We know how difficult unemployment can be. Here’s what you need to know before filing your taxes this year.

Are you recently unemployed due to the coronavirus?

The COVID-19 pandemic caused many businesses to shut down, leaving millions of taxpayers out of work. If you were laid off and have not yet filed your 2019 taxes, you should file as soon as possible to get any refund waiting for you. The Coronavirus Aid, Relief, and Economic Security Act (CARES) was put in place to alleviate the economic fallout of COVID-19. If you applied for unemployment benefits, the CARES Act allows for 13 additional weeks of benefits until December 26, plus an extra $600 a week through July 31, along with the standard amount you will receive. 

How does unemployment affect my taxes? 

If you’ve received unemployment benefits, they are generally taxable. Most states do not withhold taxes from unemployment benefits voluntarily, but you can request they withhold taxes. Make sure you include the full amount of benefits received, and any withholdings, on your tax return.

Other factors you’ll need to consider: 

I am collecting unemployment – will that impact my income tax?

• Unemployment benefits are taxable.

• Total income is generally lower when you are collecting unemployment so you may qualify for the Earned Income Tax Credit (EITC) or a higher childcare credit, and you may even be eligible for the Additional Child Tax Credit. 

Will I owe taxes because of my unemployment compensation?

• Generally, states don’t withhold taxes on unemployment benefits unless asked.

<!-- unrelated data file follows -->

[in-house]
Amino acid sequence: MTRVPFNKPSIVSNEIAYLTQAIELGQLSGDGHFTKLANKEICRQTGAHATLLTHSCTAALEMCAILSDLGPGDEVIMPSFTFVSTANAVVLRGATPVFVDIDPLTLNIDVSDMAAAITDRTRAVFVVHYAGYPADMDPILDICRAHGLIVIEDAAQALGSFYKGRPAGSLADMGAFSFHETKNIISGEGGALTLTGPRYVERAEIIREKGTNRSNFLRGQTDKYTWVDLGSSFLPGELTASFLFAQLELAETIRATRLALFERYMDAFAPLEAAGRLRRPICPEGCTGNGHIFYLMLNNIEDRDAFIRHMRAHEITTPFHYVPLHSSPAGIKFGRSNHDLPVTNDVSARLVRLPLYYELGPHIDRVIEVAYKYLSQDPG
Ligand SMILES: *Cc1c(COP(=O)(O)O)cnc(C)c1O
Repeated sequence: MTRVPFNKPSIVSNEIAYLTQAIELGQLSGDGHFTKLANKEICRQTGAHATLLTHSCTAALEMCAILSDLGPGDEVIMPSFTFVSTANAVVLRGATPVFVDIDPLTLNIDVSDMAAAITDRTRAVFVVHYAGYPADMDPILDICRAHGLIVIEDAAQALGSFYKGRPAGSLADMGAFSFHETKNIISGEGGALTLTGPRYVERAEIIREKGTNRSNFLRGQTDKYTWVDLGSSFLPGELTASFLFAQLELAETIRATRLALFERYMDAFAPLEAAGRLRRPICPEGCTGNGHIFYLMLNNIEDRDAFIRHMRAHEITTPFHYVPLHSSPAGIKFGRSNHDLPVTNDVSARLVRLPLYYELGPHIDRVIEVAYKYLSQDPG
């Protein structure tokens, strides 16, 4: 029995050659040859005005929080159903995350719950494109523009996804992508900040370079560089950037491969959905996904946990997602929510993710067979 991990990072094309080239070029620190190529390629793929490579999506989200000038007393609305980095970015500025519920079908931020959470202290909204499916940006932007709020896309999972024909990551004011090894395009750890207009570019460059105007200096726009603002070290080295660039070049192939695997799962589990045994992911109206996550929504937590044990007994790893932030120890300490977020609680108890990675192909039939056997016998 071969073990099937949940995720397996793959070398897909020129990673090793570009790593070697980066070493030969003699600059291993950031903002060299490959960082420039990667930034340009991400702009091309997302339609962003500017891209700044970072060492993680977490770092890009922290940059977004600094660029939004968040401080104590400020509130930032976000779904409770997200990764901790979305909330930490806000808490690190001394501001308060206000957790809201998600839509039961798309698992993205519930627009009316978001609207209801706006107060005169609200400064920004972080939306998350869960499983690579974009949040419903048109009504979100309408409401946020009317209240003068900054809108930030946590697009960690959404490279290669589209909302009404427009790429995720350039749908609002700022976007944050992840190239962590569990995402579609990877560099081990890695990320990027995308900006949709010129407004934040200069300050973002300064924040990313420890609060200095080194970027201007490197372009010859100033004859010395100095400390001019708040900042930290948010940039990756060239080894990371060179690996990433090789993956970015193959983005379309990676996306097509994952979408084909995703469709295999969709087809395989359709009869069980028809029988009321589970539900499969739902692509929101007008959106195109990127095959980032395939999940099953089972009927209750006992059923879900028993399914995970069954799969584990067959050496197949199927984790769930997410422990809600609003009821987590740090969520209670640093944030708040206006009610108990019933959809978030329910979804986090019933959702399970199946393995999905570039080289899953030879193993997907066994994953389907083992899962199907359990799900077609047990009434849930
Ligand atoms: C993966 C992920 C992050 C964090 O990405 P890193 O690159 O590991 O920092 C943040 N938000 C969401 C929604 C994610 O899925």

• However, if you qualify for EITC, or the child tax credits, your taxes could be covered.

• If you are still unemployed come 2021 tax time, you can set up a payment plan with the IRS or work out other delayed payment options. Beware: The IRS continues to assess penalties and interest on any unpaid amounts of taxes.

How do I deduct my job-hunting expenses?

• Job-hunting expenses such as travel, cost of job placement companies, resume costs, etc. are no longer deductible.

• Moving expenses are also no longer deductible unless you are active-duty military moving under military orders. 

Are government benefits taxable?

• Check with your local benefits offices; you may be eligible for state and federal benefits due to the change in your income. Benefits such as SNAP, housing subsidies, childcare subsidies, and many others are generally not taxable. Gifts from various organizations, such as local food pantries and utility and gas programs are usually tax-exempt. 

Do I have to claim my severance pay on my tax return if I already paid taxes?

• Severance pay is a lump-sum payment received from a company when you are terminated due to job closings, company reductions, or even company closures.  The money is based on time in service and job performance so it is taxable as wages.  The total you receive will have the usually Social Security and Medicare taxes withheld and will have taxes withheld and be included on your W-2. 

I lost my health insurance when I lost my job, do I have to pay a penalty?

• The penalty for not having health insurance is $0 for all taxpayers.

Does losing a job affect my taxes in other ways?

• Losing your job often means you have a lower income during the year, which can not only lower your taxes, it may even allow you to qualify for the Earned Income Tax Credit (EITC). You can still claim the credit for child and dependent expenses (daycare) while you are looking for work, as long as you have earned income during the year.

• If you decide to work for yourself, or take a gig like Lyft or Uber, you need to be prepared to make estimated tax payments through the year, or to pay taxes at the end of the year.

Are unemployment benefits taxable?

Chief Tax Information Officer Mark Steber discusses what you need to know about unemployment benefits and taxes.  

Jackson Hewitt

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